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Tosti v. Giamis

New Jersey Supreme Court

Decided: January 26, 1934.


On appeal from the East Orange District Court.

For the appellant, Joseph A. Fuerstman (Maxwell M. Albach, of counsel).

Before Justices Parker, Lloyd and Perskie.


[112 NJL Page 223]

The opinion of the court was delivered by

PERSKIE, J. This case comes before us on plaintiff's appeal from a judgment rendered in favor of the defendants. The agreed state of case discloses the following facts: Defendants, Committee of the Feast of St. Cataldo, entered into a written contract with the plaintiff, made up of two separate parts, one signed by the committee and the other signed by the plaintiff, as follows:

"We, the undersigned, Committee Feast of St. Cataldo, do obligate to pay to Mr. Salvatore Tosti, the sum of $225.00 two hundred twenty-five dollars to furnish a band of 22 musicians including the band master, for the Feast of St. Cataldo, which is to be celebrated in 14th Avenue on the 4th and 5th of September.

The band during the procession of Monday must be divided in two. Hours of both of the days from 9 A.M. to 12 P.M. with regular rest. In these two days the band is at the disposition of the Feast Committee.

Newark, N.J.

August 17, 1932.




Committee of Feast of St. Cataldo."

"Newark, N.J. August 17, 1932.

I, undersigned, obligate to furnish to the Committee Feast St. Cataldo a band of 22 musicians including the bandmaster for the price of $225.00. Two hundred twenty-five dollars for the Feast of St. Cataldo that will be celebrated in 14th Avenue, on the days 4 and 5 September, the band during the procession of Monday, will be divided in two, hours both day from 9 A.M. -- 12 P.M. with rest as of regular, in these two days the band is at the disposition of the Feast Committee.


Band Leader."

[112 NJL Page 224]

Evidence was submitted that the contract was subsequently modified, orally, in that the band played one hour on September 3d, 1932, without additional compensation. Counsel for defendants objected on the ground that parol evidence should not be admitted to alter the terms of a written contract. An exception was allowed. The evidence further showed that the plaintiff, at the time of the modification, was not certain if the band would be available on that day. If not available they were not obligated to appear.

Several days before the celebration, Giamis, a member of the committee, endeavored to effect a rescission of the contract stating to plaintiff that the committee was unable to obtain a police permit to hold the celebration in a public place unless they obtained a union band. This the plaintiff refused to do and he appeared on September 3d, 1932, with twenty-five musicians. They began to play and were stopped. They were told that they would not be permitted to play for the rest of the celebration. At the same time a union band appeared and did thereafter play throughout the celebration.

Plaintiff's band did not appear at the celebration on Sunday, September 4th, or Monday, September 5th, and did no other work during the feast.

Suit was instituted by the plaintiff to recover the contract price. It appearing from the evidence that part of the work was to be performed on Sunday, the court held that the entire contract was void and entered judgment for the defendants.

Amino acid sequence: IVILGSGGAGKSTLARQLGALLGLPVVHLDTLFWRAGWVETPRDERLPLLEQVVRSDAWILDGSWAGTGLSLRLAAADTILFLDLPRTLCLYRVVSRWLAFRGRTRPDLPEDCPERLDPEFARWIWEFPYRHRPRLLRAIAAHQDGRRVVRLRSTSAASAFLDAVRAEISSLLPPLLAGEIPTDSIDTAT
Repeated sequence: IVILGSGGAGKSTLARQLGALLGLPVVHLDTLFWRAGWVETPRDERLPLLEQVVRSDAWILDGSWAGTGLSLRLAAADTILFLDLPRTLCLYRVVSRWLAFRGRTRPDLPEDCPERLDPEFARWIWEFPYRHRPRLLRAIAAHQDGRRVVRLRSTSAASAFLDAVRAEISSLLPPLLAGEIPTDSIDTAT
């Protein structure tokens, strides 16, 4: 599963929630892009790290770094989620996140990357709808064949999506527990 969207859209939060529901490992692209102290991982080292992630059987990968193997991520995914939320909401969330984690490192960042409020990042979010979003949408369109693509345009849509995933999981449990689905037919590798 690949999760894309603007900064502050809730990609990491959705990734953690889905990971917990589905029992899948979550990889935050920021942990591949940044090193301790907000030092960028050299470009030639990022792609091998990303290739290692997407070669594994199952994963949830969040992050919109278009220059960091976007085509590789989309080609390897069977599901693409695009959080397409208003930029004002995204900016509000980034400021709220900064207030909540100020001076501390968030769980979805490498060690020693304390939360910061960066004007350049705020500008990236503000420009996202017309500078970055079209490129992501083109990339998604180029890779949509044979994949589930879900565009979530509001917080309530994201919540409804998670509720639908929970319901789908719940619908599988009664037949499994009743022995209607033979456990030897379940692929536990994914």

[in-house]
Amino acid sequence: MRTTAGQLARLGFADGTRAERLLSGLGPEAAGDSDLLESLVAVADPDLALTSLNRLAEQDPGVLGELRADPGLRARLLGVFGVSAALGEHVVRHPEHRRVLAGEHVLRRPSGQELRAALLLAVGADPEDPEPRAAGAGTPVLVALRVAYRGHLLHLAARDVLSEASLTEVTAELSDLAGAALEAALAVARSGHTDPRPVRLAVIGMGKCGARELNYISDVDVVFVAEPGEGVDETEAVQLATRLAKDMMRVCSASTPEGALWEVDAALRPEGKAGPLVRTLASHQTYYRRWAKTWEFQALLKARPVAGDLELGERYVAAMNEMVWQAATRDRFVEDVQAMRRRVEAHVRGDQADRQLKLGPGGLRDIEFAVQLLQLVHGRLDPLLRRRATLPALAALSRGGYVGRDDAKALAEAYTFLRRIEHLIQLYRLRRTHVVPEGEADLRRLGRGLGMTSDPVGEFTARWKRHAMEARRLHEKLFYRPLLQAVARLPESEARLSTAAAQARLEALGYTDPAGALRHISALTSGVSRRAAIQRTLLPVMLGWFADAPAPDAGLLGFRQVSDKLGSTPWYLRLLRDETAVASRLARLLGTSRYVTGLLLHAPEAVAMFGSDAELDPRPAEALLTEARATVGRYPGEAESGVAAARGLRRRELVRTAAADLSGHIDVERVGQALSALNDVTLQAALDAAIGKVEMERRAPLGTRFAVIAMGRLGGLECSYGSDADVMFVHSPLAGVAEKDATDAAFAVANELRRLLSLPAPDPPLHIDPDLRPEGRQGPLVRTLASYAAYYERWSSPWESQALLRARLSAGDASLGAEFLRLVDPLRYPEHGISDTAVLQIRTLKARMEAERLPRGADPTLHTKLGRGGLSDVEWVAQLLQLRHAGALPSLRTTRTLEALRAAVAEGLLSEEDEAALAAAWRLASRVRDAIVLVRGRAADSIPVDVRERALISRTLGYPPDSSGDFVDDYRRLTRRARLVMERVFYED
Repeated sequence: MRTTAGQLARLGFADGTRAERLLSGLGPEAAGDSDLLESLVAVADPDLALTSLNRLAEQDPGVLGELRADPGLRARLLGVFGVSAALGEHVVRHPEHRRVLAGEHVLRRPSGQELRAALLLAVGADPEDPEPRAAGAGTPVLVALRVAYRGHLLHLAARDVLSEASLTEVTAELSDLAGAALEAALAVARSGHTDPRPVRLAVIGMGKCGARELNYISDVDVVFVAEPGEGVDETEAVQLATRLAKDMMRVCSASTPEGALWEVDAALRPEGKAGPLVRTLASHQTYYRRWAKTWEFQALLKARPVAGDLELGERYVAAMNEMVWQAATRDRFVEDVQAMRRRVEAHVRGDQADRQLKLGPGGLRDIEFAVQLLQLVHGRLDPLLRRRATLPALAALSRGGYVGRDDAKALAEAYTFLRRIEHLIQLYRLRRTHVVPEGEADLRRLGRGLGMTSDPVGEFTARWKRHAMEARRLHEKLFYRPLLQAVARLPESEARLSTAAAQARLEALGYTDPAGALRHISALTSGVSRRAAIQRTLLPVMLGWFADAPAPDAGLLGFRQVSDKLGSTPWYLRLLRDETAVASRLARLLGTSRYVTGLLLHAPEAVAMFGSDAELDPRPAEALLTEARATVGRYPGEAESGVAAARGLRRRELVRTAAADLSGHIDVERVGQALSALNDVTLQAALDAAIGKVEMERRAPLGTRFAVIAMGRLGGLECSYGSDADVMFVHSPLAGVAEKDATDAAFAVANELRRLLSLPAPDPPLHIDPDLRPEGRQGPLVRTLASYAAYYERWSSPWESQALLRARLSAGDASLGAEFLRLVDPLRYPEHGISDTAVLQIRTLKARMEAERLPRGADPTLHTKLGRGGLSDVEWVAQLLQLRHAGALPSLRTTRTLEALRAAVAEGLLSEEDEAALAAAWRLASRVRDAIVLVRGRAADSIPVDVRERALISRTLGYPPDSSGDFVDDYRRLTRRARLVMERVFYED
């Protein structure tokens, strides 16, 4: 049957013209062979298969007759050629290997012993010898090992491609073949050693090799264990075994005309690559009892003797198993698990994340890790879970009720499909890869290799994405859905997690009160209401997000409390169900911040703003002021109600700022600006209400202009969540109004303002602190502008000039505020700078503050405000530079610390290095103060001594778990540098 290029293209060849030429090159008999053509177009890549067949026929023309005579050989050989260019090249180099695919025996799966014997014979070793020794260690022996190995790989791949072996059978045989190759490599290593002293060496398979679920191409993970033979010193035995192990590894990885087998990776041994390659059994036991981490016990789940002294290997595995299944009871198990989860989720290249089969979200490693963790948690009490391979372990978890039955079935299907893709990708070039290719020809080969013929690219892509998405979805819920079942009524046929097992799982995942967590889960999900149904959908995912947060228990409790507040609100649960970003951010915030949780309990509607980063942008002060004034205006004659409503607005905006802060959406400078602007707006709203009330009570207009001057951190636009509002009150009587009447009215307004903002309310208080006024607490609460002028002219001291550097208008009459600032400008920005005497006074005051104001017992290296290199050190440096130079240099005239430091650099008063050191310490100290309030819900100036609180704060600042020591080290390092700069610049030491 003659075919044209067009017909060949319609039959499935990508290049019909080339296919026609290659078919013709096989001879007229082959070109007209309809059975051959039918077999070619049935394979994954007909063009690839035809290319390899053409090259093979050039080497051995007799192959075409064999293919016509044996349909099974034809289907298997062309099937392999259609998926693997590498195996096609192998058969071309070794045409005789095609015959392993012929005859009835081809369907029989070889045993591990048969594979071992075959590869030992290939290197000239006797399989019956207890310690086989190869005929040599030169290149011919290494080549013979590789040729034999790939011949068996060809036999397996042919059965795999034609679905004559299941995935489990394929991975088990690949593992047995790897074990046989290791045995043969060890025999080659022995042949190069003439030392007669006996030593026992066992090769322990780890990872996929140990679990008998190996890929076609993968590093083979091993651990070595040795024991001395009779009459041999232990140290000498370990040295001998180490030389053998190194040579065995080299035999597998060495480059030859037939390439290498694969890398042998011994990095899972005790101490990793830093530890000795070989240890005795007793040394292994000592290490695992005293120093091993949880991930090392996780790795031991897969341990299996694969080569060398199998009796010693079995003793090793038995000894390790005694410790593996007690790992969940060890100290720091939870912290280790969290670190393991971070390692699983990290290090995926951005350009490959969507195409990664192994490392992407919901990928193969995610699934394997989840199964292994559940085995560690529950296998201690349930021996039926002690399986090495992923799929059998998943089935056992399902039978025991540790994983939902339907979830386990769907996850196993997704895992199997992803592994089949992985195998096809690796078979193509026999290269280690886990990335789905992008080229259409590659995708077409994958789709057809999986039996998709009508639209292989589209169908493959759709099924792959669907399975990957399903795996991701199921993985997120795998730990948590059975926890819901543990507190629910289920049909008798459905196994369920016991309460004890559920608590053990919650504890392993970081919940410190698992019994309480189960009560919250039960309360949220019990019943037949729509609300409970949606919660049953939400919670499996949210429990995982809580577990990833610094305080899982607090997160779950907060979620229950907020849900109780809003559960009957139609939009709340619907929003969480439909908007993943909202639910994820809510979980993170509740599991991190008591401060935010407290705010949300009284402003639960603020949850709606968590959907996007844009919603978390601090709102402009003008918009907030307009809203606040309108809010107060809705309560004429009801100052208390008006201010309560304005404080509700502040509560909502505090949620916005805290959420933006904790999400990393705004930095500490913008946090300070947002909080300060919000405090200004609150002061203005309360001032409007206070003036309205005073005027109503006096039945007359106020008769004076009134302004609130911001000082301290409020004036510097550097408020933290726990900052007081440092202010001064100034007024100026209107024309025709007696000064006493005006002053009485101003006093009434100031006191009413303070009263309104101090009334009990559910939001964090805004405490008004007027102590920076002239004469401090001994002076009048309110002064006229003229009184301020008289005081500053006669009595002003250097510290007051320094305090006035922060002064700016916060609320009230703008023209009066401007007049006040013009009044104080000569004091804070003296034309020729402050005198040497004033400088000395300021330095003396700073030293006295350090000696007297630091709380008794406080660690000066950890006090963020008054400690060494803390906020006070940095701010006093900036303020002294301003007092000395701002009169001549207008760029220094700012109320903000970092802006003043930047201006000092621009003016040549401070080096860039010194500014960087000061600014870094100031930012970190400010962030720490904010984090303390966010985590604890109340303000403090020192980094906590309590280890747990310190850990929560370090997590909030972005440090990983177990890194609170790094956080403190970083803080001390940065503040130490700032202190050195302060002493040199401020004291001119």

Section 1 of the Vice and Immorality act (4 Comp. Stat., p. 5712) provides: "That no * * * worldly employment or business, ordinary or servile labor or work * * * or * * * dancing, singing, fiddling or other music for the sake of merriment * * * shall be done, performed, used or practiced by any person or persons within this state, on the Christian sabbath, or the first day of the week commonly called Sunday."

Defendants failed to prove that the contract in issue was one of worldly employment, or ordinary or servile labor, or for music for the sake of merriment. This court has

[112 NJL Page 225]

held that failure to negative the exemptions contained in the enacting clause of the act relied upon by the defendants was fatal. Hiler v. Force, 111 N.J.L. 214.

Not all contracts to perform on Sunday are void. Boruch v. Sts. Peter's and Paul's, &c., Church, 111 N.J.L. 116.

It is argued for the plaintiff that the band was engaged to play for the Feast of St. Cataldus. It is represented to us that "Cataldus was a teacher in the School Lesinore, who left Ireland about the middle of the seventh century, to make a pilgrimage to Jerusalem. While there, he had a vision of Christ, who told him to go and take charge of the church at Taranto. He is said by Baronius to have arrived at Taranto in 166, but the later date is more probable. He became Bishop of Taranto, where he spent the rest of his life. The Cathedral is dedicated to him, and his relics are preserved there in a silver reliquary."

If this is so, and it is not denied, it is clear that the occasion for which the music was engaged was in the nature of a religious observance or celebration. It requires no extended discussion to state that it was never the purpose of the Vice and Immorality act to prohibit the furnishing of appropriate music for religious observances or celebrations held on Sunday. To so hold would be to deprive religious observances and celebrations of one of the most elevating and inspirational influences known to civilization. No successful argument can be made to the contrary.

No brief was presented on behalf of the defendants.

Judgment is reversed, with costs.


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